In Washington, bad ideas never die. Exhibit A: the Comprehensive Test Ban Treaty (CTBT), which was rejected by the Senate twelve years ago.
With the controversial New START agreement already in its pocket, the Obama administration is now working to build support for the CTBT, which would outlaw all nuclear-explosive testing. It would be the next leg of the journey down the president’s fanciful “road to nuclear zero.” The Senate should not go along for the ride.
In talking up the CTBT, the administration offers a “moral leadership” argument: By forswearing nuclear testing, the U.S. will inspire other states to forgo nuclear weapons. The folly of that argument is even clearer today that when the Senate rejected it in 1999. We haven’t tested our nukes since 1992. (Yikes!) Since then, Pakistan, India, and even North Korea (originally a non-nuclear-weapons state under the Nonproliferation Treaty) have tested nuclear devices. Iran continues its nuclear-weapons program at full throttle, and all the other nuclear states are modernizing their arsenals. Russia and China, for example, are almost certainly conducting low-yield nuclear-weapons tests.
The biggest problem with the CTBT, however, is that eliminating the testing option makes it virtually impossible to maintain a safe, reliable, and militarily effective nuclear arsenal. Testing, after all, can provide crucial information about our nuclear-weapons stockpile, which has atrophied considerably since the end of the Cold War.
Ponder this: If your teenager had to make a vitally important trip, would you allow him to take a car that hadn’t been driven for over 30 years? Many of our nukes were built over 30 years ago, and they were designed to last only 20 years. And those weapons are far more sophisticated than an Olds Omega.
Defense Secretary Robert Gates acknowledged the problem three years ago, warning, “There is absolutely no way we can maintain a credible deterrent and reduce the number of weapons in our stockpile without either resorting to testing our stockpile or pursuing a modernization program.”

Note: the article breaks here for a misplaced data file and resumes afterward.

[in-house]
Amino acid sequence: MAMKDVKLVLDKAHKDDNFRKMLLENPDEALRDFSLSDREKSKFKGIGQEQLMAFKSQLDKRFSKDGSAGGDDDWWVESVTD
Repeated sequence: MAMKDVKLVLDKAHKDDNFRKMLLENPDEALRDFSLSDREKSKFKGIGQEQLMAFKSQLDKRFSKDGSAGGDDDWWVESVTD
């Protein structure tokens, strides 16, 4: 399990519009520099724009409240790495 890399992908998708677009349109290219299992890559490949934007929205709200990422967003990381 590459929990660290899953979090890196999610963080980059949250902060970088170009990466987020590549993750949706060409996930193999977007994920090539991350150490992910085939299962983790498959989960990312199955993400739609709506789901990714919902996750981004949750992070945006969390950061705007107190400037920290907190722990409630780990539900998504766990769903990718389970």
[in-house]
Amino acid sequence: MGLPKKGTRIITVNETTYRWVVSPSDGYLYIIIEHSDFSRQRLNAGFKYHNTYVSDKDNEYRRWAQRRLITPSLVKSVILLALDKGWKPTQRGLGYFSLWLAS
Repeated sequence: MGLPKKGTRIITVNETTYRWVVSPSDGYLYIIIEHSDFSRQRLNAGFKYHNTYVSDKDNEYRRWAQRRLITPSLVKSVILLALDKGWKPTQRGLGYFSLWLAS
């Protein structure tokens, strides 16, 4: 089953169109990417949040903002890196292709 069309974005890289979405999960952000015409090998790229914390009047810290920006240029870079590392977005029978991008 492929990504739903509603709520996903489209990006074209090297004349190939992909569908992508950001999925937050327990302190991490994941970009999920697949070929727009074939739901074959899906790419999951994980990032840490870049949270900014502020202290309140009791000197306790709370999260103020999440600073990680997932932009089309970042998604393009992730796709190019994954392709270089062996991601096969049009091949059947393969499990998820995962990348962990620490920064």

Our current nuclear arsenal is a relic of the Cold War, ill-suited for today’s multi-polar, increasingly proliferated world. We need to be modernizing our arsenal to address this reality, developing new nuclear warheads and delivery systems. And we certainly need to be able to test our arsenal to ensure its military effectiveness in the future.
But instead of helping meet today’s new and evolving security threats, the CTBT would have the United States ignore them. Instead of facing up to real security challenges, CTBT advocates assume the mantle of “moral leadership” and repeat their commitment to no testing and a world without nuclear weapons.
If testing options are eliminated, our military will have no choice but to “walk in faith” — faith that the most powerful weapons in the world will work for time eternal once the treaty enters into force. That’s a dangerous proposition. The United States relies on computer modeling to predict the effects of attrition and radiation on over a thousand components of a nuclear weapon. These components must all work together with split-second precision. But computers cannot take into account all the long-term structural changes caused by radiation, attrition, or the replacement of components under the aegis of the Life Extension Programs.
CTBT has a trust problem, as well. It’s impossible to verify compliance with the treaty. One can’t, for example, distinguish between a nuclear explosion and other seismic events, especially when states conduct low-yield tests. Yet low-yield tests could help cheating countries develop new nuclear weapons that would render our nuclear arsenal obsolete.
This problem is exacerbated by the fact that the treaty does not clearly define a nuclear-weapons test. The U.S. adheres to a zero-yield “no bang” standard. Russia and China claim low-yield weapons tests are permissible under the treaty.
The U.S., our allies, and our foes must be confident that our nukes will perform as advertised. These weapons provide the essential deterrence from attack against the homeland, Europe, South Korea, and Japan. Loss of U.S. credibility here can only fuel further proliferation of nuclear weapons. Some leaders have already begun to question our commitment to extending the nuclear umbrella to our allies. In February, the governor of Tokyo said Japan should develop nuclear weapons to protect itself from China and North Korea.
In 1999, the U.S. Senate properly rejected the CTBT on the grounds that it would jeopardize U.S. national security. Since then, security challenges have become far more complicated. Today, ratification is an even worse idea.
— Owen Graham is research coordinator, and Michaela Bendikova is research assistant for missile defense and foreign policy, at the Heritage Foundation’s Davis Institute for International Studies.